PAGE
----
Long Beach 68

Nat1976Nat1976 Posts: 497 Officer
I've just been given an old Longbeach 68, For all I know it's from 1968 or its 68 years old, jokeing. It's old, in great condition, and on an old Aquarius rod with a roller tip from the 70's I'm thinking. Can this reel be used for some inshore trolling? Should I use it just for bottom fishing? And I wonder, could I even put braid on it? Any thoughts would be appreciated, thanks

Replies

  • TunanorthTunanorth Posts: 125 Deckhand
    The 68 Long Beach was a tough old bird; nearly indestructible when used within design parameters.
    BTW, it might actually be from 1958 or even earlier!
    Max drag figures were not published back when it was in production, but expect the number to be no more than around 12-14 pounds.
    Gear ratio was also meant for power, not speed.
    Modern superbraid lines may be a bit problematic, but if you want to use it for light/medium duty bottom fishing for a "nostalgic" feel go right ahead, just understand the inherent limitations.
    Suggest you fill it about 3/4 full with mono or [preferably] DACRON, then top it with a few hundred yards of your favorite superbraid.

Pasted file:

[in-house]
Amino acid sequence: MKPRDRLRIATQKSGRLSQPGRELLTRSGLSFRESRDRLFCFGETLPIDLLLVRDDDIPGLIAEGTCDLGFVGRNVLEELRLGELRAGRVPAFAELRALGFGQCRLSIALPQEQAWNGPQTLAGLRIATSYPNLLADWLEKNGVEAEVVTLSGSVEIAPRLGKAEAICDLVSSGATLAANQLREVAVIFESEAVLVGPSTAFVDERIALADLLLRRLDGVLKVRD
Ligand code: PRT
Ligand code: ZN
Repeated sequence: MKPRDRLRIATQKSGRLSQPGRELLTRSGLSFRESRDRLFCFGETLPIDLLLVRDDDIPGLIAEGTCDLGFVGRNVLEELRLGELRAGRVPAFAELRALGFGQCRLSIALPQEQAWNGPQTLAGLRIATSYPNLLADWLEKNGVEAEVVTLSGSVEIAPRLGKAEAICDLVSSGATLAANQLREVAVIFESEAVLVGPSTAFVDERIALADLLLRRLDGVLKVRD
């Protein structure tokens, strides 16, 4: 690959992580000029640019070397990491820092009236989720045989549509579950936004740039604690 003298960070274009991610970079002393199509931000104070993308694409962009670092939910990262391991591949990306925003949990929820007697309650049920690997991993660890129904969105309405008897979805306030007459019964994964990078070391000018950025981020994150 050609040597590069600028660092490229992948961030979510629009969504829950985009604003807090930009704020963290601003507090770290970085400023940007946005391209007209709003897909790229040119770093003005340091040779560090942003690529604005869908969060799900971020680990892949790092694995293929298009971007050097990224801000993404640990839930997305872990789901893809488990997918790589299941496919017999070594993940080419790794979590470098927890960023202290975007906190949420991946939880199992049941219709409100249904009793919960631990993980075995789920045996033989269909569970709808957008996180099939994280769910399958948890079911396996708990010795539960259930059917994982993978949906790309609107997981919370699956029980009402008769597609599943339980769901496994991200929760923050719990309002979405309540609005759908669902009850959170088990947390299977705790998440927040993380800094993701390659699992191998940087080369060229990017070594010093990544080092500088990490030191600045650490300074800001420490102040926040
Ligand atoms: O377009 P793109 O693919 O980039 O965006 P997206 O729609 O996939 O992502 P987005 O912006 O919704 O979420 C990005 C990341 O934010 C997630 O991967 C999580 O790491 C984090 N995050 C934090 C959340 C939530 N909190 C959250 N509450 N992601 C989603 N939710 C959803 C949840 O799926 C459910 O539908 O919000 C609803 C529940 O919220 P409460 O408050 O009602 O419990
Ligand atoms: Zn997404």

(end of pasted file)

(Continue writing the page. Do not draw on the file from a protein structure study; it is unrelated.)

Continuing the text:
Just be mindful that the tolerances were not built for modern super-thin lines, and you could get line caught behind the spool, and also that the extra-wide multi-piece frame can seriously flex if you get hung up with 65 or 80-pound braid and start trying to pull the snag loose.
    Penn Pro Staffer
    "The best kind of fish in the world is the one on the end of your line"
  • Nat1976Nat1976 Posts: 497 Officer
    Hey thanks alot for the reply Tunanorth. Went to a couple places and finaly found some DACRON, I beleive it was filler for a fly reel. The dia. looked way to small. I was also talked out of braid. Went ahead with a 40lbs Berkly Big Game, but I am afraid 370 yards wont be enuff. Did you suggest the dacron because the reel when it came out may have had line similar to that?
  • TunanorthTunanorth Posts: 125 Deckhand
    Way back in the day, it performed best with Dacron, which can be pretty tough to locate these days.
    Penn Pro Staffer
    "The best kind of fish in the world is the one on the end of your line"

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